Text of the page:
Many leads click on your about page because they need a reason beyond your products’ features to buy. They want to know what your company stands for or if your company has a do-good mission.

Is this the type of company a person like me would buy from? (Does this company “get” me?)

Because there are so many options for most types of products out there, many consumers want a feeling of connection with a brand to make their choice easier. That’s why some leads might be looking to your about page to get a clearer sense of your company’s brand and how well it lines up with their identity.

This is especially true if you sell a personal or subjective product, like intimates, skincare, home decor, or art.

What’s the through-line?

Do you have a large catalog of products? If so, visitors to your website may be looking for clarity. What is the one-sentence explanation of what you sell? Sometimes, people feel paralyzed without context.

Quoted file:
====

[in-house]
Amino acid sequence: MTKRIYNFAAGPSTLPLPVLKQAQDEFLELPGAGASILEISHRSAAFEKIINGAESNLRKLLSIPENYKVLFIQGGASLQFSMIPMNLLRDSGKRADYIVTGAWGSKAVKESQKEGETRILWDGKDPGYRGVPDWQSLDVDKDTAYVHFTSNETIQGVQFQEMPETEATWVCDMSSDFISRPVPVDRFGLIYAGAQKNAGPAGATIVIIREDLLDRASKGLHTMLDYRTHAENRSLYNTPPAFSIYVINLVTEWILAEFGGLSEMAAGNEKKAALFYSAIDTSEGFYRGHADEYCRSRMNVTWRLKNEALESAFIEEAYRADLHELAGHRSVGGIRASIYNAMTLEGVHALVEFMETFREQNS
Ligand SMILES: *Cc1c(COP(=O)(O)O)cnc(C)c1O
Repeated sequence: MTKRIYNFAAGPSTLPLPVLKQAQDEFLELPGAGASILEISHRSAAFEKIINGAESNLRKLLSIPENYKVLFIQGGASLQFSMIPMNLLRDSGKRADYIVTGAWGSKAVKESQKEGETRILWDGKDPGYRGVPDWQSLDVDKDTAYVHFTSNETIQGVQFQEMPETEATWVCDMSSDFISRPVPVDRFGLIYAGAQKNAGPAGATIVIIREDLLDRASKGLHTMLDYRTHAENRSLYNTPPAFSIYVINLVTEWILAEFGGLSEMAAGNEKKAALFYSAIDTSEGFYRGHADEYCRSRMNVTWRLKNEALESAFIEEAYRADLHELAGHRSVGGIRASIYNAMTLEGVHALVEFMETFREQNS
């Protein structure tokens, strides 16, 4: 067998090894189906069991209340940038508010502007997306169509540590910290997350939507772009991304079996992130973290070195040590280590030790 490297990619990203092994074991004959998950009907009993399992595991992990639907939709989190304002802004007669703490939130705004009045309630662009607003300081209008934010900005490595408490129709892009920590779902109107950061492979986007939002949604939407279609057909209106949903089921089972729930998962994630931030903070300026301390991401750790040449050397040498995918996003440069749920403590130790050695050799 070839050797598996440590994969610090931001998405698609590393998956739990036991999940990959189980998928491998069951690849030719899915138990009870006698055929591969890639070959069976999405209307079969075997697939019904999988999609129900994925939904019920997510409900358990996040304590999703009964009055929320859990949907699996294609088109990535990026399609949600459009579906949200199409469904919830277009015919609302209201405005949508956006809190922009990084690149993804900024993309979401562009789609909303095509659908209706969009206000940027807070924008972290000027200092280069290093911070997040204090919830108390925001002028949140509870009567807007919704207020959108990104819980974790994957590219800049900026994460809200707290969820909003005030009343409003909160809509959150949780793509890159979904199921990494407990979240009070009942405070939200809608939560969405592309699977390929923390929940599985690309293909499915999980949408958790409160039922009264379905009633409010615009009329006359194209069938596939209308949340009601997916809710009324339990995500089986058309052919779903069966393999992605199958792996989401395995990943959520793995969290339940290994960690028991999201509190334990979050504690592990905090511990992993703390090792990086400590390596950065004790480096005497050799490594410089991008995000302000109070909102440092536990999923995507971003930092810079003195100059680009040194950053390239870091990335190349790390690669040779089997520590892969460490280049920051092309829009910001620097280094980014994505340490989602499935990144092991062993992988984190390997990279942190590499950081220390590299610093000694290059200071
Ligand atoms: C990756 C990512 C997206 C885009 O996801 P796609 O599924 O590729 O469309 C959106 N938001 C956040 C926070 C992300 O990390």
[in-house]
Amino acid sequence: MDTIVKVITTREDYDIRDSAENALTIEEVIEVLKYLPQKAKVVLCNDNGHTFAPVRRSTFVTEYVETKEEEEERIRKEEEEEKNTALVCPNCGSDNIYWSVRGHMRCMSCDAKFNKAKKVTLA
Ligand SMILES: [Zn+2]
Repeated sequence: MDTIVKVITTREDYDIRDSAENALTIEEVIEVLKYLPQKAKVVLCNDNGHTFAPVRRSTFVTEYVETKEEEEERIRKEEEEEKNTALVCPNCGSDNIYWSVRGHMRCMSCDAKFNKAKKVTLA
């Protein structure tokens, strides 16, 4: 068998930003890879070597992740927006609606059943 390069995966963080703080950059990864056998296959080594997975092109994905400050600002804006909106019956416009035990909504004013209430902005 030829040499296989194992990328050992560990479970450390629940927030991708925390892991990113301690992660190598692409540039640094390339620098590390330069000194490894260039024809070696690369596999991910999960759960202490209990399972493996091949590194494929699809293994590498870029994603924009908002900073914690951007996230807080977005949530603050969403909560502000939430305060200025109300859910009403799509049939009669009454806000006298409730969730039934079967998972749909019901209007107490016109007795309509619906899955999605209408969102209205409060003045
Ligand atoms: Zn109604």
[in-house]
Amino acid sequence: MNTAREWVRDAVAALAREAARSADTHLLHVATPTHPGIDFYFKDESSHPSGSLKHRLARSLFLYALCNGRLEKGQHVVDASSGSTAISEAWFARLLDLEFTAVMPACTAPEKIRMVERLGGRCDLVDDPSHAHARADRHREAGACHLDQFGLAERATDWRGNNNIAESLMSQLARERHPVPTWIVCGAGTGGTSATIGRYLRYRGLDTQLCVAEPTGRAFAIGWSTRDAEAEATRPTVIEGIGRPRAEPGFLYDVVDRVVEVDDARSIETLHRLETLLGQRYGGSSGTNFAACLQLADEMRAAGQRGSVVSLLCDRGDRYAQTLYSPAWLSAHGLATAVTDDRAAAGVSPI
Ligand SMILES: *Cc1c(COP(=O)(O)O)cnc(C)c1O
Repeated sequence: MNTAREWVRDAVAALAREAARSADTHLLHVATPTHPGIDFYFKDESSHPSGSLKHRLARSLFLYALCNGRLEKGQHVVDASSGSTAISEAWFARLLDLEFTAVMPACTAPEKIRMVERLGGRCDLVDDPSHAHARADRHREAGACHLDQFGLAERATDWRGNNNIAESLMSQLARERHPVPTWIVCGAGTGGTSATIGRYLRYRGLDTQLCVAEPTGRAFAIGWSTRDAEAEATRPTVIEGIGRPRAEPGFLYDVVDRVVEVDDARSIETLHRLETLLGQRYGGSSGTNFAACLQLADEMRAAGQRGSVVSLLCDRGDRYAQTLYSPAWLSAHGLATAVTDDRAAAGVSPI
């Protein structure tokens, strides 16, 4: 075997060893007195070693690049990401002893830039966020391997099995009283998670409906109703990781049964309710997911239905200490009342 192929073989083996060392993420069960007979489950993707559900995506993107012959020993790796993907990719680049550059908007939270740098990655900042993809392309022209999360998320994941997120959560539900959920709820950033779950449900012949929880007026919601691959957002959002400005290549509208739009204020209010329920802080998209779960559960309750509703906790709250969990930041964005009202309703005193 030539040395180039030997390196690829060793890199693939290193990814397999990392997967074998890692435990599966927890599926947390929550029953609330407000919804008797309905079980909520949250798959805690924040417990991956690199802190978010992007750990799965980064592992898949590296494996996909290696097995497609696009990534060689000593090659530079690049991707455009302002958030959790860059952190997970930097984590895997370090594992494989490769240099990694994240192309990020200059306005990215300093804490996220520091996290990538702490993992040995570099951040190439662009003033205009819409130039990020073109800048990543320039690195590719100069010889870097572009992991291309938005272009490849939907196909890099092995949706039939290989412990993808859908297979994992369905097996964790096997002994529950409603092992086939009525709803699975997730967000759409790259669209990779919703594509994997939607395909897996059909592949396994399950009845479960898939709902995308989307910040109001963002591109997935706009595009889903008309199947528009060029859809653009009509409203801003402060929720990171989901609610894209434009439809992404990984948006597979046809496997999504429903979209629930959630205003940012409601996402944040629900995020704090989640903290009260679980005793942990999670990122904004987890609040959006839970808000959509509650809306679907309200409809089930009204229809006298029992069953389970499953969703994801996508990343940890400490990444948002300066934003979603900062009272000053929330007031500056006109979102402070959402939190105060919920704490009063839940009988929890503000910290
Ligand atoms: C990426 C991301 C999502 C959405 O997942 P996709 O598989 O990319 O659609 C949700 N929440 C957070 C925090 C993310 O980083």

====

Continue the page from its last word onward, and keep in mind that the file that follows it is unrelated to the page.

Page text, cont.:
What to write on your about page (with examples)

There’s no one-size-fits-all formula for an e-commerce store about page (how boring would that be?). However, there are some elements that all e-commerce stores should include on their page in order to optimize it to sell:

A headline that summarizes your USP or mission

Readers should be able to get the gist of your about page from the headline. I like to think about this by asking this question: “If your company were a Netflix show, what would the one-sentence description be?” Netflix television descriptions are notoriously to-the-point. Because when people have a lot of choices, clarity always wins out over cleverness.